RE/CON Briefs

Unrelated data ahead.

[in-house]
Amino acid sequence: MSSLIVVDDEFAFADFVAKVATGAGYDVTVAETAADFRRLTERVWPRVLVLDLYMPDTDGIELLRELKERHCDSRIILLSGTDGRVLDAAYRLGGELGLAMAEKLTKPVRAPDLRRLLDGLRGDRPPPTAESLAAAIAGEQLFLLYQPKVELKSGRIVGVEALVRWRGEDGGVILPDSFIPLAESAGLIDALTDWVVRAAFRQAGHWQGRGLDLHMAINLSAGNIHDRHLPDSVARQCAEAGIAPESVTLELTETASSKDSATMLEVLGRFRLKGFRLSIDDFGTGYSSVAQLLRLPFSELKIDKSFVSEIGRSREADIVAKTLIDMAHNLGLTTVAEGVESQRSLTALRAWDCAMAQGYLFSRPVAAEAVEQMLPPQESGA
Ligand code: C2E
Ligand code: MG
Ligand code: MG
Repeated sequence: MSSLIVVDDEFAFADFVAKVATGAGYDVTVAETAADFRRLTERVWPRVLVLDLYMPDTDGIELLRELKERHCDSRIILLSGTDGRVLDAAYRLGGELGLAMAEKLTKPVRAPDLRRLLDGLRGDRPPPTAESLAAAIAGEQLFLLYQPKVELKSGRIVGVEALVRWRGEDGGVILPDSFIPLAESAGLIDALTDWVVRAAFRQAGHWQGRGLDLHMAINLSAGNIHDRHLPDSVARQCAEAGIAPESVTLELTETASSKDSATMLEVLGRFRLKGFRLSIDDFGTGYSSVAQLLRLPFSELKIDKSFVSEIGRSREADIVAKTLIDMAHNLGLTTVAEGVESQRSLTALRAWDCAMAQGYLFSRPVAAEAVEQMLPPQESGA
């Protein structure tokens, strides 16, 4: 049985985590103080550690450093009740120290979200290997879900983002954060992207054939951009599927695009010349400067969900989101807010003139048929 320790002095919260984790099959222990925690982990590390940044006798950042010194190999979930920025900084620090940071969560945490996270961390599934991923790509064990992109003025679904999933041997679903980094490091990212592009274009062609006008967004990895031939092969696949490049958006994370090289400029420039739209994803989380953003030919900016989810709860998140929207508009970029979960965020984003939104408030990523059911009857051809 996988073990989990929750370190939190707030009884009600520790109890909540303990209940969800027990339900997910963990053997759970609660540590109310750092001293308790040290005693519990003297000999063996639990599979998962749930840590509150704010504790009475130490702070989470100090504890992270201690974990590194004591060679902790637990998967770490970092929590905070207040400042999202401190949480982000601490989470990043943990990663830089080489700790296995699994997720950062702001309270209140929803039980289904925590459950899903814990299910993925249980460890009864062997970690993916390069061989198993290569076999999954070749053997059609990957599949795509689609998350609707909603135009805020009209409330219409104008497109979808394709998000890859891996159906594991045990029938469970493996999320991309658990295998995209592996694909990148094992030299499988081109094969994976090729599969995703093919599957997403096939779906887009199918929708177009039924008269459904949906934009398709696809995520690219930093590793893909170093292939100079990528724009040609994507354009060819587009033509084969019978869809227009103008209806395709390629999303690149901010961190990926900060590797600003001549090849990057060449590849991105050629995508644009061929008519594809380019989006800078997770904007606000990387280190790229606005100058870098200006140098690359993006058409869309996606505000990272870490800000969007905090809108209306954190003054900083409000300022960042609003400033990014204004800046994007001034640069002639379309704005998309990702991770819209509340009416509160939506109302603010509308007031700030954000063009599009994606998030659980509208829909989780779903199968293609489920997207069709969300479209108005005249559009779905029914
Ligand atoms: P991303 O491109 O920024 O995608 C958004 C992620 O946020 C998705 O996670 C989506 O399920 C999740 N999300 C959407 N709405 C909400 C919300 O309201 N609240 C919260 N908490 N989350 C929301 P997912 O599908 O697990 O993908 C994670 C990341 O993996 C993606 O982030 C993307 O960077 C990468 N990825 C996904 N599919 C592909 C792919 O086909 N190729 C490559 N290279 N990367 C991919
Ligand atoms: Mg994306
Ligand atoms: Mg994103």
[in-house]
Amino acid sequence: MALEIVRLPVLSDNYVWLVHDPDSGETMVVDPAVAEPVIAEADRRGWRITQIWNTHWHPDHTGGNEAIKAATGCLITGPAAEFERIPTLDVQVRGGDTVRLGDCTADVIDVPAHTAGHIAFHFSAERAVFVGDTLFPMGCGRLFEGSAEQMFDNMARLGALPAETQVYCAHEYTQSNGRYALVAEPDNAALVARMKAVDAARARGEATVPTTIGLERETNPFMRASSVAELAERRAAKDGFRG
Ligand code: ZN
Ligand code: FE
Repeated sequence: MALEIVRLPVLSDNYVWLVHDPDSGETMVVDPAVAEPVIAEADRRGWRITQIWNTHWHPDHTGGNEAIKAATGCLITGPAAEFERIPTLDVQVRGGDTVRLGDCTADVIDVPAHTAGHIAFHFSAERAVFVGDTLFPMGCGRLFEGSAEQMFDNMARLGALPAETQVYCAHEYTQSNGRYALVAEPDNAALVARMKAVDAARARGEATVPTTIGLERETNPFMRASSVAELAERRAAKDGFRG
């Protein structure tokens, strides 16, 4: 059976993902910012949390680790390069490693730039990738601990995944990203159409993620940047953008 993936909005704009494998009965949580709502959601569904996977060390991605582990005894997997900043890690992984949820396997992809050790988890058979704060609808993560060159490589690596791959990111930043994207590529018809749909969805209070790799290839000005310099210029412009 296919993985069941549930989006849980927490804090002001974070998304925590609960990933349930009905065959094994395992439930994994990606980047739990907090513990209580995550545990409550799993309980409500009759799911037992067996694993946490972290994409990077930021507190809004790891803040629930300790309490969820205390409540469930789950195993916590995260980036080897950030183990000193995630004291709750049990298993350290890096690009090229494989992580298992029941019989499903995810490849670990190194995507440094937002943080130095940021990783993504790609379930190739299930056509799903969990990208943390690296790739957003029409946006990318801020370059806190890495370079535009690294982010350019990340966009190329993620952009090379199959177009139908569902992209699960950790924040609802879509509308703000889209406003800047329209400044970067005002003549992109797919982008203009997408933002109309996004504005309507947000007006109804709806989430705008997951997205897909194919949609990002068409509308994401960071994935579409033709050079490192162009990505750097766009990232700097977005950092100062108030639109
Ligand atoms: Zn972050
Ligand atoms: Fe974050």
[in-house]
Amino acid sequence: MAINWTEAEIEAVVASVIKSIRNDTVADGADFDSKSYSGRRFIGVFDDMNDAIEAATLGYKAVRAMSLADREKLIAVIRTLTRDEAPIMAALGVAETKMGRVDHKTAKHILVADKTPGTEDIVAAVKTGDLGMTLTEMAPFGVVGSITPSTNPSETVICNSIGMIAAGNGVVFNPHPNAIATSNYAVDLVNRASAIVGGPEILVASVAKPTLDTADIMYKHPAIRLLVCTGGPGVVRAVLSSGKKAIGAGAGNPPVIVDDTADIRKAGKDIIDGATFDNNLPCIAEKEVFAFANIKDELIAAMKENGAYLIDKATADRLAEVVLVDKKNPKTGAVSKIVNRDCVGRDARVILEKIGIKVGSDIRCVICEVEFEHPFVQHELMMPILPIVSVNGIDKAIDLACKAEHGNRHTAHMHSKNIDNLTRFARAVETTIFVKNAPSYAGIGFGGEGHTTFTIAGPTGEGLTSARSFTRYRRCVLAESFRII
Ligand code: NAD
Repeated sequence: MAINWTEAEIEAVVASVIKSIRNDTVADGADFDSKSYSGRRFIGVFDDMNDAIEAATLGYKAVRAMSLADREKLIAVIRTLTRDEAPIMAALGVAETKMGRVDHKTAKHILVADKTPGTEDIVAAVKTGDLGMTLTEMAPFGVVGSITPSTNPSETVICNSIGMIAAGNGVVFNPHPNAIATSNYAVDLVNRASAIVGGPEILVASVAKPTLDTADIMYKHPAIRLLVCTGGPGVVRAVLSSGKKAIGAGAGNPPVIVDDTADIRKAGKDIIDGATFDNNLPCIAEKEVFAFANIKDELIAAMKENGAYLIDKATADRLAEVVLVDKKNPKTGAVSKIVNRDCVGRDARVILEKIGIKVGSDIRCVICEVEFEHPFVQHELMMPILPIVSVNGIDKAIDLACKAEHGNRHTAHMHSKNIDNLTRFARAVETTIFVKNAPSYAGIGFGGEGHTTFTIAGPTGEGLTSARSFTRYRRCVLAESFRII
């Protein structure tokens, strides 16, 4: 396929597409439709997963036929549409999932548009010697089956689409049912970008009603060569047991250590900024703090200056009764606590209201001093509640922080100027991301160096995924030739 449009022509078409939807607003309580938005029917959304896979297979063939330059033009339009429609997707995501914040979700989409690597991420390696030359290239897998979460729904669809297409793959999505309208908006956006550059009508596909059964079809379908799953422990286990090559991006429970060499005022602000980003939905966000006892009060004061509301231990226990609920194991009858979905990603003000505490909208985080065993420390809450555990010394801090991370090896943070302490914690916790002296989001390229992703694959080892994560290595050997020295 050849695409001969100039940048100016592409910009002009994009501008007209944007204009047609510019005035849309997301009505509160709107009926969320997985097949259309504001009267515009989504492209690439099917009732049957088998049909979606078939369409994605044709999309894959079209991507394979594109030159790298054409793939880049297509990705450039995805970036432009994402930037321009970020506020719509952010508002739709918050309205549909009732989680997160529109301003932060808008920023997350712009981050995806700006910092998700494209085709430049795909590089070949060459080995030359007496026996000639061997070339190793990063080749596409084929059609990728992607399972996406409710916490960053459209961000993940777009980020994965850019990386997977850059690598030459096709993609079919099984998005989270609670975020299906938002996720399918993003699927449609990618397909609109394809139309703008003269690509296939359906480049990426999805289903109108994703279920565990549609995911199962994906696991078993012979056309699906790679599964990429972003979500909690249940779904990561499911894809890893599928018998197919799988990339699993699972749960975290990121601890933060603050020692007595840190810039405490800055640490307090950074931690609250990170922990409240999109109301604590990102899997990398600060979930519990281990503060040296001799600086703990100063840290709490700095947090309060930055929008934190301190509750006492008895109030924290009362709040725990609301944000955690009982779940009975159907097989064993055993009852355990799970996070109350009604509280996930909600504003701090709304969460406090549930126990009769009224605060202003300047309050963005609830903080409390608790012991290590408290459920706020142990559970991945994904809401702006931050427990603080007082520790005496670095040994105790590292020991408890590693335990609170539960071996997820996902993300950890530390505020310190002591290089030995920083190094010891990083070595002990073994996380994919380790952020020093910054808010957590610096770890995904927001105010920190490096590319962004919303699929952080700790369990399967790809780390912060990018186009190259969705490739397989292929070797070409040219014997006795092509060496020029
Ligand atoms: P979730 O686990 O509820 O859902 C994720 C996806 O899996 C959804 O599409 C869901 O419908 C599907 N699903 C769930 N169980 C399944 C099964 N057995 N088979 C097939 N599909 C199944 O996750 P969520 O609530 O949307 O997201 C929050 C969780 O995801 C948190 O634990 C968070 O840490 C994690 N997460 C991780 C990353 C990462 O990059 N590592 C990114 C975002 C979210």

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Landlords blame taxes for rent hikes Landlords in Laconia have told the Laconia Citizen that steadily rising assessments that have their tax bills going up 25-30 percent each year are among the major reasons local rental rates are becoming harder and harder for individuals to afford. Investors of rental properties told the newspaper that hefty tax bills, rising insurance costs and high energy prices are contributing toward a situation where costs are being shifted on tenants in a market already short of available units. Recent numbers have shown that Lakes Region residents are struggling to put roofs over their heads as housing prices rise faster than their incomes. A study by Russ Thibeault of Applied Economic Research indicated that the monthly rent of a two-bedroom apartment has gone from about $550 in 1997 to $800 or more today. Lakes Region Rental Association Vice President Howard Warren said “rolling revaluations” conducted by the city mean that property assessments are updated on a yearly basis. The computerized process adjusts the assessment yearly, based on the sale of comparable properties. Neighbors protest Lebanon plan More than 60 Lebanon residents have signed a petition asking the town planning board to reject the proposed 170-unit Prospect Hill housing development, claiming it will increase traffic, imperil the safety of pedestrians and destroy the character of a neighborhood that is home to many long-time Lebanon residents. “Our main concerns are safety and traffic and density,” petitioner Hugh Sullivan told the Valley News. “They’re moving more people into those two pieces of land than live in the entire area.” Officials from the development company, M&M Equities LLC, said they have been fair to residents and kept the proposal smaller than legally allowed to accommodate neighbors’ concerns. Bow planners seek to slow senior housing The Bow Planning Board has placed an article on the town meeting warrant that will ask voters to approve a one-year moratorium on a six-year-old incentive to encouraging housing specialized for people who are 55 and older. Board members say they want to look at the developments’ effect on town resources and see if they should change zoning regulations to control where the complexes can be built. Under the moratorium, housing intended for seniors could still be approved, but normal density requirements would apply. A minimum of two buildable acres would be required for single family units. Duplexes would need 2.5 acres. The town put the density bonus in place because developers started asking about senior housing in the late 1990s. DiNapoli elected NH CIBOR president John R. DiNapoli, business resource manager for the state Business Resource Center, has been elected as the 2005 president of the New Hampshire Commercial Investment Board of Realtors. DiNapoli, a licensed Realtor for over 18 years, also was recently reappointed to the board of directors of the New Hampshire Economic Development Association and Plan NH. Lowe’s proposed in Plymouth A new Lowe’s home improvement store has been proposed for a site on Tenney Mountain Highway in Plymouth. The proposed store will be 110,000 square feet with an attached 27,000-square-foot garden center. Windham planners revamp wetlands rules Windham town planners hope to attract more light industry and office complexes to town by allowing developers to use protected wetlands. The Lawrence Eagle-Tribune reported that developers would not be allowed to put any buildings in a protected wetland area, but they would be able to build parking lots and driveways in the areas. Currently, the protected zones vary from within 100 to 200 feet of a body of water. Under present rules, nothing — including parking lots or driveways — can be built inside of those protected zones without a variance, which is hard to obtain, said Town Planner Becky Way. Under a proposal to change the rules, parking lots and driveways could be located within 25 feet of a body of water. Voters will have the final say on the proposal in the March 8 election. The new rules would give developers more usable land on their sites and are expected to encourage nonresidential development, including light industry, retail, commercial and office complexes, Way said. In return, developers would have to meet higher standards, including installing filtering systems to protect the water quality, she said. Rochester Ramada to be a prototype The Ramada Inn planned for a site in Rochester will be a prototype hotel to be built around the country. According to Foster’s Daily Democrat, attorney Jerry Grossman - one of the members of the development group - said the 75-unit hotel on Route 11 would be based on a prototype for 99-unit developments by Cendant Corp., Ramada’s parent company. The prototype calls for upgraded amenities not seen in other Ramada hotels across the country, such as high-speed Internet and an indoor pool and spa. Grossman hopes the proposal can go before the city planning board at its March workshop. If approved in April, ground-breaking could start in May, with project completion in August. The cost is an estimated $5 million.

 

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